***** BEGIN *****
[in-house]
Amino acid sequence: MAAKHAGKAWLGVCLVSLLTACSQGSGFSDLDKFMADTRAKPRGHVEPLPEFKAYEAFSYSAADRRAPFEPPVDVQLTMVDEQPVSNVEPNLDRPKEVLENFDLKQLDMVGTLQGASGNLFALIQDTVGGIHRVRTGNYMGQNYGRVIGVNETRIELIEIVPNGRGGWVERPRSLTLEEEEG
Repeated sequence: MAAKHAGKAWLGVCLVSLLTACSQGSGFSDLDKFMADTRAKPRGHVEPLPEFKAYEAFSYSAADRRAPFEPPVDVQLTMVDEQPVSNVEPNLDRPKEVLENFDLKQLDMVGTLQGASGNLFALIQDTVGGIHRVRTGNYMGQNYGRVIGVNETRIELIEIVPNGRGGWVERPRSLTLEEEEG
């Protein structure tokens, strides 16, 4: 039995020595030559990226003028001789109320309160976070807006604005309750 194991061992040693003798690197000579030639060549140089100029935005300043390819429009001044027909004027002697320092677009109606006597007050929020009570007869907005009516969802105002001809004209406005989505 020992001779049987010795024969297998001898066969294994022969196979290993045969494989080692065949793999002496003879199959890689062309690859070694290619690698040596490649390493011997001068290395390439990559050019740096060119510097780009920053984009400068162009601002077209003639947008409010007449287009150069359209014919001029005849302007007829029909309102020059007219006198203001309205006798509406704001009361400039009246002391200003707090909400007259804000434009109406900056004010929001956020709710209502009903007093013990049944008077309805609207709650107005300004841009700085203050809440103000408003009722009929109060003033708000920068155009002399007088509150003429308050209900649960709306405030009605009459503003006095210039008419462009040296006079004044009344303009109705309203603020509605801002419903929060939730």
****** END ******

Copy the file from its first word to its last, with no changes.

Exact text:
[in-house]
Amino acid sequence: MAAKHAGKAWLGVCLVSLLTACSQGSGFSDLDKFMADTRAKPRGHVEPLPEFKAYEAFSYSAADRRAPFEPPVDVQLTMVDEQPVSNVEPNLDRPKEVLENFDLKQLDMVGTLQGASGNLFALIQDTVGGIHRVRTGNYMGQNYGRVIGVNETRIELIEIVPNGRGGWVERPRSLTLEEEEG
Repeated sequence: MAAKHAGKAWLGVCLVSLLTACSQGSGFSDLDKFMADTRAKPRGHVEPLPEFKAYEAFSYSAADRRAPFEPPVDVQLTMVDEQPVSNVEPNLDRPKEVLENFDLKQLDMVGTLQGASGNLFALIQDTVGGIHRVRTGNYMGQNYGRVIGVNETRIELIEIVPNGRGGWVERPRSLTLEEEEG
């Protein structure tokens, strides 16, 4: 039995020595030559990226003028001789109320309160976070807006604005309750 194991061992040693003798690197000579030639060549140089100029935005300043390819429009001044027909004027002697320092677009109606006597007050929020009570007869907005009516969802105002001809004209406005989505 020992001779049987010795024969297998001898066969294994022969196979290993045969494989080692065949793999002496003879199959890689062309690859070694290619690698040596490649390493011997001068290395390439990559050019740096060119510097780009920053984009400068162009601002077209003639947008409010007449287009150069359209014919001029005849302007007829029909309102020059007219006198203001309205006798509406704001009361400039009246002391200003707090909400007259804000434009109406900056004010929001956020709710209502009903007093013990049944008077309805609207709650107005300004841009700085203050809440103000408003009722009929109060003033708000920068155009002399007088509150003429308050209900649960709306405030009605009459503003006095210039008419462009040296006079004044009344303009109705309203603020509605801002419903929060939730």